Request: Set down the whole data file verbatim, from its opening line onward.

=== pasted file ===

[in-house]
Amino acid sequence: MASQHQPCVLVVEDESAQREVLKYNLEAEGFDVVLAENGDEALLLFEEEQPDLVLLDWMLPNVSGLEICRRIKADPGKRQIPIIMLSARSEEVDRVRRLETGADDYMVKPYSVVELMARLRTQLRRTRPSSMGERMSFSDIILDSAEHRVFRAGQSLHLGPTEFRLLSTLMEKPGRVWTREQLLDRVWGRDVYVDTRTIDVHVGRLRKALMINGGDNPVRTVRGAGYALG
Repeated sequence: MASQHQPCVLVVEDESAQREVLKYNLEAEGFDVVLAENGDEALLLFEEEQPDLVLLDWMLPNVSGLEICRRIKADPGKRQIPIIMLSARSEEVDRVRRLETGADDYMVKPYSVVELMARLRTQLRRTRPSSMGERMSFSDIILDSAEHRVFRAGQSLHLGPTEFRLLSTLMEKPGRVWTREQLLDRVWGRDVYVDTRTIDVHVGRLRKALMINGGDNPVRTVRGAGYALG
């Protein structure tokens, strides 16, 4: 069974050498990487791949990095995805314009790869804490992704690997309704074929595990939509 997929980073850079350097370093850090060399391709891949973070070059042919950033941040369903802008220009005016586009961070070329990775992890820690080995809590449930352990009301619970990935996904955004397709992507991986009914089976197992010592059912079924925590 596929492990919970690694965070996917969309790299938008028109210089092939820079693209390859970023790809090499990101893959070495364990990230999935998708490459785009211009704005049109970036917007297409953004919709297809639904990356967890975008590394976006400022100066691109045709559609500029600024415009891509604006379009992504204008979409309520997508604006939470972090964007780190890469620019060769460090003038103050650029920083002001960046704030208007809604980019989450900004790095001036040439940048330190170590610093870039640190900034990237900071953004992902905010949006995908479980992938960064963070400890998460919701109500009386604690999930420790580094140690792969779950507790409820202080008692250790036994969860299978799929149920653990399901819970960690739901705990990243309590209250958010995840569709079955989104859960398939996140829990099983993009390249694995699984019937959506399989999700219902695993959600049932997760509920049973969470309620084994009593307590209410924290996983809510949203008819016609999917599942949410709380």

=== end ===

[in-house]
Amino acid sequence: MASQHQPCVLVVEDESAQREVLKYNLEAEGFDVVLAENGDEALLLFEEEQPDLVLLDWMLPNVSGLEICRRIKADPGKRQIPIIMLSARSEEVDRVRRLETGADDYMVKPYSVVELMARLRTQLRRTRPSSMGERMSFSDIILDSAEHRVFRAGQSLHLGPTEFRLLSTLMEKPGRVWTREQLLDRVWGRDVYVDTRTIDVHVGRLRKALMINGGDNPVRTVRGAGYALG
Repeated sequence: MASQHQPCVLVVEDESAQREVLKYNLEAEGFDVVLAENGDEALLLFEEEQPDLVLLDWMLPNVSGLEICRRIKADPGKRQIPIIMLSARSEEVDRVRRLETGADDYMVKPYSVVELMARLRTQLRRTRPSSMGERMSFSDIILDSAEHRVFRAGQSLHLGPTEFRLLSTLMEKPGRVWTREQLLDRVWGRDVYVDTRTIDVHVGRLRKALMINGGDNPVRTVRGAGYALG
């Protein structure tokens, strides 16, 4: 069974050498990487791949990095995805314009790869804490992704690997309704074929595990939509 997929980073850079350097370093850090060399391709891949973070070059042919950033941040369903802008220009005016586009961070070329990775992890820690080995809590449930352990009301619970990935996904955004397709992507991986009914089976197992010592059912079924925590 596929492990919970690694965070996917969309790299938008028109210089092939820079693209390859970023790809090499990101893959070495364990990230999935998708490459785009211009704005049109970036917007297409953004919709297809639904990356967890975008590394976006400022100066691109045709559609500029600024415009891509604006379009992504204008979409309520997508604006939470972090964007780190890469620019060769460090003038103050650029920083002001960046704030208007809604980019989450900004790095001036040439940048330190170590610093870039640190900034990237900071953004992902905010949006995908479980992938960064963070400890998460919701109500009386604690999930420790580094140690792969779950507790409820202080008692250790036994969860299978799929149920653990399901819970960690739901705990990243309590209250958010995840569709079955989104859960398939996140829990099983993009390249694995699984019937959506399989999700219902695993959600049932997760509920049973969470309620084994009593307590209410924290996983809510949203008819016609999917599942949410709380």